Calibrator 564 can be included, with the gate 544 of the first fixed reference FET 538 being coupled to the second biasing terminal 122 through the calibrator 564. Output 130 of the VCO 126 is connected to the test counter 132 through the divider 166.
The calibrator 164 converts the measured variation of voltage Vout into a threshold voltage variation. Simulations show that in one or more exemplary embodiments, not to be taken as limiting, Vout variations equal approximately 0.8 of threshold variations, but the calibrator 164 makes it possible to measure this relationship with on-chip circuits. One possible implementation 664 of calibrator 164 is shown in
Thus, the calibrator 664 comprises a resistive divider 690 interconnected between the second biasing terminal 622 and the first biasing terminal 620, with the resistive divider 690 having a plurality of taps 692. A plurality of switches (for example, transmission gates) 693 (S0 through Sn) selectively interconnect corresponding ones of the taps 692 to the gate 644 of the first fixed reference FET 638. Resistive divider 690 includes resistive segments 691, chosen for desired voltage take-off points. Elements 642, 646, 640, 648, 652, 654, 656, 658 are analogous to elements 142, 146, 140, 148, 152, 154, 156, 158 described above.
Since the devices are all typically very small, very little current will flow through the devices under test, and hence, voltage differences due to IR drops in the interconnects will be very small. Dense arrays of devices can be designed without much concern for very low resistance wiring. The measurement time in one or more inventive embodiments can be very short. For example, a 12-bit counter is required to achieve better than 0.1% voltage uncertainty. If a VCO is running at a few GHz, and is divided by 4, the time to count up to most of the bits of the counter will be about 45 μs. Scanning out the contents of the counter can take less than 1 μs. Thus, not including changing the state in the state machine, measurement of 10,000 devices will take only 50 ms. The resolution of the measurement is a function of the number of bits in the counter, the central frequency of the VCO, and the gain of the VCO. For example, if the VCO runs at 3 GHz, has a gain of 2 MHz/mV, and a 12 bit counter is used, the least significant digit of the counter corresponds to a change of 1.5 MHz, or a voltage change of 0.75 mV. Practical considerations will require more than a 1 bit count, but a resolution of 10 mV or better is easily achieved. The foregoing discussion is intended as an example, and should not be taken as limiting.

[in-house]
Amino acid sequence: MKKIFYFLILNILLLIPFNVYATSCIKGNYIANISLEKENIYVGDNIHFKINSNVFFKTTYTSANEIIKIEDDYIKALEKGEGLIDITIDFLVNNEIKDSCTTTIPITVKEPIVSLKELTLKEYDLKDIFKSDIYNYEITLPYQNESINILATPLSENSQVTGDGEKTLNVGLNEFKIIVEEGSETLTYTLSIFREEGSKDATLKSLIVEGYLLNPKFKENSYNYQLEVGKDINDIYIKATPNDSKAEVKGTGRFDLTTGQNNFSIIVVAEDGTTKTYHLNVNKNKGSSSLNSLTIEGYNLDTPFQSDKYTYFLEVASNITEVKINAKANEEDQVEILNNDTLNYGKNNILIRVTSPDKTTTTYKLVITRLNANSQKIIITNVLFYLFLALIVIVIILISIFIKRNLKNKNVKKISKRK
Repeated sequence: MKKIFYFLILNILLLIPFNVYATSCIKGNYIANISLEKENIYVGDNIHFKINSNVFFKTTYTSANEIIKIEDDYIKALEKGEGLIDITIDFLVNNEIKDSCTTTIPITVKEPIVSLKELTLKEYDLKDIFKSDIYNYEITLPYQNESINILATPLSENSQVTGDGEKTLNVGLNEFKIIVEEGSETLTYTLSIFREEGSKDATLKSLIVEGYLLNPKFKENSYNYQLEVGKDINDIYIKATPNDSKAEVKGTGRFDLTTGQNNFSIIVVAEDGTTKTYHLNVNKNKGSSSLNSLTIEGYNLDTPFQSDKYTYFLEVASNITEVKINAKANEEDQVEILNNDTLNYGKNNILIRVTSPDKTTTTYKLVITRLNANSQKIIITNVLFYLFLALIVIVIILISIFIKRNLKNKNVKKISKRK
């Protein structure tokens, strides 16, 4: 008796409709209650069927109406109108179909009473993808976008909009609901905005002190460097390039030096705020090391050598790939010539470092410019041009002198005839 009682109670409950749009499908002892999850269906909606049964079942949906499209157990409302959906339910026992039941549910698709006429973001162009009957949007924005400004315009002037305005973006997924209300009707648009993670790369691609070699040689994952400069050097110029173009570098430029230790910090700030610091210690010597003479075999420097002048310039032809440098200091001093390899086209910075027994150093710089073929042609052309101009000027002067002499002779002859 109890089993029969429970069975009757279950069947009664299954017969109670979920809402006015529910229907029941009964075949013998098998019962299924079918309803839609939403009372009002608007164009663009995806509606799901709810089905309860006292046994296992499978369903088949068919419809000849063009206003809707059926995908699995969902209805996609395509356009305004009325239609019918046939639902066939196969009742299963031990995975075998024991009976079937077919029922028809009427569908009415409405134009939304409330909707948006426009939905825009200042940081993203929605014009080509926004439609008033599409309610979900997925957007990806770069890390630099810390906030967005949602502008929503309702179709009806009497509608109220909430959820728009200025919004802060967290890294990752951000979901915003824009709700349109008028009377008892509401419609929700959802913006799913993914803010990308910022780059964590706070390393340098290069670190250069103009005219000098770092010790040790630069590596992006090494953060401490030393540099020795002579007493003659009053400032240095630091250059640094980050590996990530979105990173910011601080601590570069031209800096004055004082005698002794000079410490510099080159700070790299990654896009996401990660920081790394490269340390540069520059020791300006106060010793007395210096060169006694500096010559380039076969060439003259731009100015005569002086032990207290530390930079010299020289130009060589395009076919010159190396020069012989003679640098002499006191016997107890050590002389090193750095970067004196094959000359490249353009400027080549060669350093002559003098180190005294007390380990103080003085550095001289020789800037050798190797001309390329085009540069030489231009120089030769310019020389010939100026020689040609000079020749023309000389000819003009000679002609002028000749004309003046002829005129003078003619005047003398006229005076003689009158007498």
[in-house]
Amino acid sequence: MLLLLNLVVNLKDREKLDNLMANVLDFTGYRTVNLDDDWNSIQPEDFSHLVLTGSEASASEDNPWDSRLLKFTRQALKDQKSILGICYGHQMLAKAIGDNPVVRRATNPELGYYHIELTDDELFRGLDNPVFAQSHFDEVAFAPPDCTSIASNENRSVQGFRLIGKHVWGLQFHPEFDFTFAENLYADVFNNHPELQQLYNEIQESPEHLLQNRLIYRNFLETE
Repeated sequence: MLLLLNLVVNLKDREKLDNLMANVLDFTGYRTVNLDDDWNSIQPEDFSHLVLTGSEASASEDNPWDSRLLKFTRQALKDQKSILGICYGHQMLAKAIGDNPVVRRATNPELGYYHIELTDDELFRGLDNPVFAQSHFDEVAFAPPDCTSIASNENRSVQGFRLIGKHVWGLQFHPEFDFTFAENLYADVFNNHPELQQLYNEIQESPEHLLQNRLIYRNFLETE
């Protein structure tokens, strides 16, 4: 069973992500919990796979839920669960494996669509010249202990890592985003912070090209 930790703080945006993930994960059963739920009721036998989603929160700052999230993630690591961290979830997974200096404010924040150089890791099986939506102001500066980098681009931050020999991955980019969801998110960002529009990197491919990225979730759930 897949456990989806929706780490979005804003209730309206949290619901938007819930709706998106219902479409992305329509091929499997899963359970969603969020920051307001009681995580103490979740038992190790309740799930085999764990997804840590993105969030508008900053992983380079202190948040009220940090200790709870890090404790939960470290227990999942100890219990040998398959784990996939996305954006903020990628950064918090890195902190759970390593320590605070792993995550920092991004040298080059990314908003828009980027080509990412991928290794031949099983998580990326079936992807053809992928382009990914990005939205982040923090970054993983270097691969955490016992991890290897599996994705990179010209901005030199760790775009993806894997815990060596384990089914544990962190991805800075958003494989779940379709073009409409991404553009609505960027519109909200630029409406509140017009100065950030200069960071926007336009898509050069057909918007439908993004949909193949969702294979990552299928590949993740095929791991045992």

In the examples presented thus far, the plurality of FETS 104 to be tested and the at least first measuring FET 112 are NFETs, the first biasing terminal 120 comprises a ground terminal, and the second biasing terminal 122 comprises a voltage supply terminal. However, the skilled artisan will appreciate that any of the circuits described can be adapted to work with PFETs, by changing the polarities and the functioning of the drains and sources. Thus, the plurality of FETS to be tested could be PFETs P1 through Px and the measuring FET(s) could comprise PFETs. In this case, the first biasing terminal comprises a voltage supply terminal and the second biasing terminal 122 comprises a ground terminal.